As much as I enjoy paying £20 for hotdogs and queuing for an hour and 15 minutes, this place wa-
Oh wait, no, I don’t like doing either of those things.
This cheeky little hot dog joint masquerading as a trendy ‘champagne bar’ serving supposedly gourmet, state of the art hotdogs as you’ve never tasted before is nothing more than another pretentious, no-bookings-for-parties-under-six, crowded little dive serving average food at deceptive prices and all the while making you feel like you should be grateful for having the opportunity to eat here.
For starters, the words ‘champagne bar’ implies that you can actually go to the bar and sit there whilst waiting for a table. However, due to the sheer size restrictions of the place, people are actually seated at the bar to eat, thus leaving no room for this ‘champagne bar’ experience. And when I say seated at the bar I mean, put behind a little slab of wood meant to support your food while you hunch over your sad little £7 hot dog and try not to fall off the uncomfortable stool.
As if it wasn’t irritating enough having to queue owing to the recent central London trend of ‘no reservations,’ there is no place to queue other than the dark corridor connecting the main door of the restaurant (I feel I’m being generous using the word ‘restaurant’ here as that connotes some sort of nice ambience and experience of pleasant eating) to the restaurant itself. When a bunch of fellow queuers asked if we could grab a drink and sip on it in the corridor to numb the tediousness of waiting, the hostess said that wasn’t allowed. We were also told if we left the corridor queue we would lose our place. And as previously mentioned, getting a drink at the ‘bar’ was not an option as people were sat there to eat. All in all, trapped between a rock and a hard place.
When finally seated with my friend at around 7:30pm at the little slab of wood (lucky us!), we ordered some champagne and beer and surveyed the options.
The concept is simple. Choose your ‘dog’ – pork, beef or veggie – then pick one of a dozen styles, from ‘naked’ (just a dog in a bun) to the more adventurous ‘Buffalo dog’ (a dog fried in buffalo sauce served with bleu cheese and pickled celery shavings). Those were the two I sampled and both were as underwhelming in flavor as they were a waste of money. For around £7 per dog you expect these dogs to be the bees knees of hot dogs. I know I’m American and I’m spoiled by amazing hot dogs in New York at just around $2 per dog (Shout out to Gray’s Papaya), but if you’re going to charge £7 for a hot dog, it better be the best damn gourmet hot dog I’ve tasted. And it certainly wasn’t. The buffalo dog should have been bursting with fiery hot buffalo sauce flavor complemented by cool creamy bleu cheese. The flavors were shockingly dull – there was barely any buffalo sauce on the dog – it was almost more of a subtle infusion of the flavours that should have been there, giving you just a teaser taste of the flavors but not delivering the full monty. The chefs completely held back — the ‘wow’ factor was severely lacking.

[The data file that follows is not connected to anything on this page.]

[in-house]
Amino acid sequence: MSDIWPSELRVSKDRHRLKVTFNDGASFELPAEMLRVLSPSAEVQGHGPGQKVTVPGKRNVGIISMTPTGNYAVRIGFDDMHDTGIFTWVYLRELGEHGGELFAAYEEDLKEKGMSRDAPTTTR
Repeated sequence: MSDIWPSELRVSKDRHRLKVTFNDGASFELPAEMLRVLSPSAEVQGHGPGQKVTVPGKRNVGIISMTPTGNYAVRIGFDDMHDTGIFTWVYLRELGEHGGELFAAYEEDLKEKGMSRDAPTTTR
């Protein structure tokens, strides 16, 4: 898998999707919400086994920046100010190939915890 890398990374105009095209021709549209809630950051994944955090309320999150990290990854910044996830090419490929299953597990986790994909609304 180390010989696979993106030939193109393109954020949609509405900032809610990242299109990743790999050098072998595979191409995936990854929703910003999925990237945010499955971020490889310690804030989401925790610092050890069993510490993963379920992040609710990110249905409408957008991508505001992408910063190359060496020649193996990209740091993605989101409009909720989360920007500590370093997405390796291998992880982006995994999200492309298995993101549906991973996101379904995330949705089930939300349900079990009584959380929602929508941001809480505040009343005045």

The frustrating part is, I laud the idea behind this restaurant. People love junk food and people like a little bit of fine dining sometimes. People love Mickey D’s but they’d rather skulk off back home to eat it, hiding the grease streaked paper bag and guiltily devouring the burgers and fries in the comfort of their home rather than be seen actually eating in the McDonald’s. So if you can create a poshed-up junk food place where people can eat cheap unhealthy dogs but couple it with classy champagne, it not only becomes socially acceptable to eat the hot dogs, but you’re seen as a trendy person whilst doing it. The name is further homage to this clever idea of blending two very distinctive dining methods – that of fast food and that of fine dining. Hot dogs and champagne. Bubbledogs. But the one thing Bubbledogs screwed up on in the process was they failed to make these ‘gourmet’ hot dogs any good. What a shame.
By comparison, there were a few saving graces including the lager I ordered and the tater tots – little parcels of potato goodness resembling miniature hash browns fried to a golden crisp. Tater tots are also hard to find on a menu in the UK so this was a pleasant find. The sweet potato fries were pretty decent as well. The decor was also quite lovely with a large exposed brick wall, rustic woods, and trendy lighting fixtures. Small comforts for massive amounts of disappointment.
The Bubbledogs website says ‘All smaller parties welcome at the door. Please note there may be a short wait, but it will be worth it’. Bubbledogs, I’d definitely have to disagree with you on this one.
0207 637 7770
70 CHARLOTTE ST,
LONDON W1T 4QG